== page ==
"For more than four decades, Baza used his voice advocating for San Diego’s artistic and cultural community at the local, state and national levels. He served on countless panels, boards and commissions, including the National Endowment for the Arts, California Association of Local Arts Organizations, Chicano Federation of San Diego County, National Association of Latino Arts and Culture, San Diego Community Foundation and Diversionary Theatre." - San Diego Union-Tribune

Charles Hill, Heroic Undercover Art Detective, Dead At 73

"Hill's willingness to take major risks in order to find some of the world's greatest stolen artworks" — most famously, Vermeer's Lady Writing a Letter With Her Maid (in 1993) and Munch's The Scream (in 1996) — "made him one of the most celebrated art detectives in the world." - ARTnews

Douglas Turner Ward, Pioneering Black Theater Artist, Dead At 90

A writer and director as well as an actor, he wrote a 1966 New York Times Op-Ed titled "American Theater: For Whites Only?" that inspired the Ford Foundation to fund the creation of the Negro Ensemble Company, with Ward as artistic director. Both he and the troupe amassed nominations and awards, and the NEC counts some of the world's most admired Black actors as alumni. Ward was also a playwright, and just last year published his magnum opus, a trilogy titled The Haitian Chronicles. - The New York Times

Inside What Makes Tom Stoppard Tick

Anthony Lane: "Many folk, less deserving than Stoppard, and with scarcely a whit of his charm, are greeted with godsends. What marks him out is the unusual thoroughness with which he has probed the mechanism of fate, as if it were his moral duty—shaded, perhaps, with a touch of guilt—to understand why he, of all people, should have got the breaks." - The New Yorker

Arturo Di Modica, Sculptor Of New York’s Charging Bull Sculpture, Has Died At 80

Di Modica was a "Sicilian-born sculptor best known for Charging Bull, 3.5 tons of bronze belligerence that he illegally deposited in Lower Manhattan one night in 1989." But this wasn't the first time he pulled such a stunt. Disappointed by a lack of interest in his first solo show in 1977, "Mr. Di Modica rented three trucks, and he and a group of friends drove eight of his enormous sculptures uptown to Rockefeller Center, where they deposited them in the dead of night. He was ordered to pay a small fine — but he said that he soon sold all eight works." - The New York Times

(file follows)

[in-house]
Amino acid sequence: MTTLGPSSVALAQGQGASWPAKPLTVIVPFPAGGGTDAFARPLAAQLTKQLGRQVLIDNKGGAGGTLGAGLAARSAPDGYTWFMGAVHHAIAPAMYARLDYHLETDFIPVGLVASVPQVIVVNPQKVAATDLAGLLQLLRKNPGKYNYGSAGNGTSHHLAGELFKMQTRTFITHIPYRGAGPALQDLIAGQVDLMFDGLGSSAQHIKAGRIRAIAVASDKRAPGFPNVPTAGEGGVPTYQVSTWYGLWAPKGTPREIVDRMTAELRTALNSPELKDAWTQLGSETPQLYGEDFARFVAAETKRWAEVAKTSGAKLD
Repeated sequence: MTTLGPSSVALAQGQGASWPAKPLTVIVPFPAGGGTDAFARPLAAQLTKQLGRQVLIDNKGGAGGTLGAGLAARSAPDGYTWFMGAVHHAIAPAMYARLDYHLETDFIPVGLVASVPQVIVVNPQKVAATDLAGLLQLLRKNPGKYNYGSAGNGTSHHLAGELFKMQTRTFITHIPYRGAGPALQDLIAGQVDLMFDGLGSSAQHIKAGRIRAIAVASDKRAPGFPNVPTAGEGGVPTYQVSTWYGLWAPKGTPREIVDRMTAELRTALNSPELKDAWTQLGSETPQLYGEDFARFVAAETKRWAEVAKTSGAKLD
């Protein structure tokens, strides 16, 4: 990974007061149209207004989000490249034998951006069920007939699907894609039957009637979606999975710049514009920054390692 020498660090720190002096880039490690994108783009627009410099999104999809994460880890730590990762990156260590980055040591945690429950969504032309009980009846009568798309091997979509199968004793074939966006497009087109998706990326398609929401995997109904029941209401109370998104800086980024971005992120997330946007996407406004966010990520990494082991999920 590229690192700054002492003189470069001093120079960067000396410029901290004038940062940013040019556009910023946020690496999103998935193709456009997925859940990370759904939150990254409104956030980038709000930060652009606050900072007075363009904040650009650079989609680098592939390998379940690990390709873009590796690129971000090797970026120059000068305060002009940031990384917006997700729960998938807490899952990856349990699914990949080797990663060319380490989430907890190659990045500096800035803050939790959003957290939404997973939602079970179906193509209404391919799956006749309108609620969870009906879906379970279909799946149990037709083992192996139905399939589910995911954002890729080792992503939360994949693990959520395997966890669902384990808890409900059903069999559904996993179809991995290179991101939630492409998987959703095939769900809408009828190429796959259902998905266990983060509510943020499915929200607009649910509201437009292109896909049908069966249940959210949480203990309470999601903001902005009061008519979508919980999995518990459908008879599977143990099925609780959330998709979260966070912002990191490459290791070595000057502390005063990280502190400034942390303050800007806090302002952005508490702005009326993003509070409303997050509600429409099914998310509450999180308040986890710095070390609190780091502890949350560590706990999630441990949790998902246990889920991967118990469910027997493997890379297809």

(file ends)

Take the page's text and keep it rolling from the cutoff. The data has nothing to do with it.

Peter G. Davis, Classical Music Critic For The New York Times And New York Magazine, 84

Davis "presided over the field during boon years in New York in the 1960s and ’70s, when performances were plentiful and tickets relatively cheap, and when the ups and downs of a performer’s career provided fodder for cocktail parties and after-concert dinners, not to mention the notebooks of writers like Mr. Davis, who often delivered five or more reviews a week." - The New York Times

When Anthony Haden-Guest Met The Christos

It was during the Running Fence project that Christo and Jeanne-Claude took me to meet the Charles Schulz, the late creator of Peanuts, who had a home in the county capital, Santa Rosa. We had coffee in Snoopy mugs and wiped our lips on Charlie Brown and Lucy napkins. This was before the explosion of branding, he was just fond of his creations. He liked the Christos too, indeed had spoken up at one of the hearings to say he was surprised by the local opposition to the project. - White Hot Magazine

Dolly Parton To Tennessee: Please Don’t Put A Statue Of Me In The State Capitol

"I am honored and humbled by their intention but I have asked the leaders of the state legislature to remove the bill from any and all consideration. Given all that is going on in the world, I don't think putting me on a pedestal is appropriate at this time. … Perhaps after I'm gone if you still feel I deserve it." - CBS News